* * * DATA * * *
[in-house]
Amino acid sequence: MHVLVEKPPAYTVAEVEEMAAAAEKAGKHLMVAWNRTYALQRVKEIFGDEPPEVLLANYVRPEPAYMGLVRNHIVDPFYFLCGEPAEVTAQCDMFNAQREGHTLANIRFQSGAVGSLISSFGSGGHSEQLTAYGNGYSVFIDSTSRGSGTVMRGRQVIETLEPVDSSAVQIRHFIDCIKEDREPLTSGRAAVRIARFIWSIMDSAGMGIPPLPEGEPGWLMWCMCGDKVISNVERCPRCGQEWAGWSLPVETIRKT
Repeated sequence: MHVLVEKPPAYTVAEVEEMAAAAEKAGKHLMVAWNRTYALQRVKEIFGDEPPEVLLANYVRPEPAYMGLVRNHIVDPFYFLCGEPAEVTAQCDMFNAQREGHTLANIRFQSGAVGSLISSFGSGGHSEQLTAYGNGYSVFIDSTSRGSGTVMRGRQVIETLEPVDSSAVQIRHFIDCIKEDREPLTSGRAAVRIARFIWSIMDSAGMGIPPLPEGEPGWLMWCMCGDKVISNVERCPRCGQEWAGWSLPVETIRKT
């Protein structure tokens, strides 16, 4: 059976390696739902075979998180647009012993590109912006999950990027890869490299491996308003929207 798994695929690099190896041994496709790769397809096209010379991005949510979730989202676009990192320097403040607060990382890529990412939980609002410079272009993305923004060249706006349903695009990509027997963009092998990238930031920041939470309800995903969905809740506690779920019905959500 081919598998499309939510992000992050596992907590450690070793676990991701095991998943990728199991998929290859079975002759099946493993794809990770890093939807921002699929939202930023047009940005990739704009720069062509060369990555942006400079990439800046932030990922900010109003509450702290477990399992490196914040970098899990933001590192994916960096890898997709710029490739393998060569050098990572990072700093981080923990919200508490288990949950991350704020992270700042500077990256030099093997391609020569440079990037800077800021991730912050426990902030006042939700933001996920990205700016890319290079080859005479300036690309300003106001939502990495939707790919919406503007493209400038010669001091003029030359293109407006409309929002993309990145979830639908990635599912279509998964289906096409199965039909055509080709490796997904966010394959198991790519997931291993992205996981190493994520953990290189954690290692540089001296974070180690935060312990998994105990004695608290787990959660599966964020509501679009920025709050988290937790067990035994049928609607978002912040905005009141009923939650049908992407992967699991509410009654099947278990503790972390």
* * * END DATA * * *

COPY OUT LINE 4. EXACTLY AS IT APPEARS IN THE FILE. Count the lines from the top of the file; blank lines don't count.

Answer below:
């Protein structure tokens, strides 16, 4: 059976390696739902075979998180647009012993590109912006999950990027890869490299491996308003929207 798994695929690099190896041994496709790769397809096209010379991005949510979730989202676009990192320097403040607060990382890529990412939980609002410079272009993305923004060249706006349903695009990509027997963009092998990238930031920041939470309800995903969905809740506690779920019905959500 081919598998499309939510992000992050596992907590450690070793676990991701095991998943990728199991998929290859079975002759099946493993794809990770890093939807921002699929939202930023047009940005990739704009720069062509060369990555942006400079990439800046932030990922900010109003509450702290477990399992490196914040970098899990933001590192994916960096890898997709710029490739393998060569050098990572990072700093981080923990919200508490288990949950991350704020992270700042500077990256030099093997391609020569440079990037800077800021991730912050426990902030006042939700933001996920990205700016890319290079080859005479300036690309300003106001939502990495939707790919919406503007493209400038010669001091003029030359293109407006409309929002993309990145979830639908990635599912279509998964289906096409199965039909055509080709490796997904966010394959198991790519997931291993992205996981190493994520953990290189954690290692540089001296974070180690935060312990998994105990004695608290787990959660599966964020509501679009920025709050988290937790067990035994049928609607978002912040905005009141009923939650049908992407992967699991509410009654099947278990503790972390």